Okay, so maybe I should have titled this: "Why General Loan should not be described as a "good guy""
Who am I to decide who is good and bad? I mean that's been the point of these posts, hasn't it? How should we look at someone, how should we classify an act, what factors are important in making a decision on how we should feel about something?
What started me down the Eddie Adams path was a completely baseless assertion from a General Brady and my response to it. In the process of researching the Tet Offensive, I came across the Eddie Adams photograph and a whole bunch of "facts" regarding what took place and how the photo helped/hurt the Vietnam war effort.
If you read my blog (Woot! I have three readers now!) you will notice I have a problem with half-truths, lies, propaganda, and ignorance. Opinion is one thing, misstating something because you failed to fully research it is another. I hold a lot of contempt for people who should know (General Brady) and use their power/title (the "General") to further an ideology or perpetuate a false history using innuendo, bogus information, and outright lies. Tet can be looked at objectively for what it was, it does not need to be rewritten using a made-up event and conversation with General Vo Nguyan Giap, the supreme communist commander during Tet.
The same goes for the Eddie Adams photo, Adams himself, General Loan, and Nguyen Van Lem. The truth is the truth, regardless of where it leads or what it tells you about us, them, or humanity in general.
We have on record that Eddie Adams called General Loan a "good guy." Now he may have been figuratively speaking, as in - good guy because he was on our side, but that's not what I hear when I listen to him say "good guy."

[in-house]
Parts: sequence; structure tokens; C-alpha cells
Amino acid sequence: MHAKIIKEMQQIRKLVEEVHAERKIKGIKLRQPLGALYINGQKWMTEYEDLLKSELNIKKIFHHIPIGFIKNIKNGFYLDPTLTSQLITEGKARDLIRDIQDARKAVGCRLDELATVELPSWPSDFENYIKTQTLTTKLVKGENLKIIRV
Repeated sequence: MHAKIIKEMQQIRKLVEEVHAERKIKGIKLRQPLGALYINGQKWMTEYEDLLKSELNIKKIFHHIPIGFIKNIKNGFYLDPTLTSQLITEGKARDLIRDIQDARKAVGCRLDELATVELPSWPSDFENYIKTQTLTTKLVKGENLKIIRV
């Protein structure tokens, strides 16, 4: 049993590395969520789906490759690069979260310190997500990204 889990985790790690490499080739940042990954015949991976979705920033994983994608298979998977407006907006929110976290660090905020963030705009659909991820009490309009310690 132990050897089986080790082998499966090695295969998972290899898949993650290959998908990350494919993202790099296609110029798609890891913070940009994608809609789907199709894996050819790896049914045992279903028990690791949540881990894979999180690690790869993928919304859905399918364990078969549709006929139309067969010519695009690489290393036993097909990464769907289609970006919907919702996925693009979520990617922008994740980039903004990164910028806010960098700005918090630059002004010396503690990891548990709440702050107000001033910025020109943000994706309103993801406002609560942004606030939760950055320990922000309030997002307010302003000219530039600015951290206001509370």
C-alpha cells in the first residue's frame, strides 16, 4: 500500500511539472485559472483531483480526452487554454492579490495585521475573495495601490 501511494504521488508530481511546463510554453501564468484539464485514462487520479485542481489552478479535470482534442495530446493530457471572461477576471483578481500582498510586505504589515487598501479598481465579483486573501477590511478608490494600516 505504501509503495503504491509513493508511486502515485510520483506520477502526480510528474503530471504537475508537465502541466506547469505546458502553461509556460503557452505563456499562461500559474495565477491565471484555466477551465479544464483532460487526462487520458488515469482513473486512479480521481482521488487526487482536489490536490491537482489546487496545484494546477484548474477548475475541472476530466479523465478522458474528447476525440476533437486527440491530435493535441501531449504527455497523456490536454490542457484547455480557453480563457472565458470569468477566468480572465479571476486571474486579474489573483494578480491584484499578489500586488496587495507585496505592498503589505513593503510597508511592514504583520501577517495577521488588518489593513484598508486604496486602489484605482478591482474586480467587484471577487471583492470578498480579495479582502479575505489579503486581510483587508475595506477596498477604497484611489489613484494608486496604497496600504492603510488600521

In my last post, I discussed what makes some one good or bad, and how which side of the fence you are on helps form your response. I contend that it should not matter. Bad is bad and good is good. Which brings us back to General Loan and Adams' assertion that he was a good guy.
Hopefully I have been able to support why I believe Eddie Adams used that term to describe the man. I don't think Adams was naive, I do think he was mislead by both General Loan and those that needed the incident to be downplayed. That, and his guilt over the harm the photo caused General Loan (see post) lead to the designation of "good guy" he used.
So, looking at it objectively, was General Loan a "good guy?"
I contend that he was not. I base this on a lot of background information, CIA reports, and observations from other journalists. I'll show you what I mean, but first I want to print the one account that sealed it for me, an incident that takes General Loan from a "good guy" to not a very nice human being.
From Tom Buckley's: "Portrait of an Aging Despot", Harper's, April 1972 Page 72:
This was after the Tet incident in 1968. Does that sound like someone worthy of the title "good guy?"
Oh, but wait...there is more.
Next Post: And it's one, two, three WHO are we fighting for?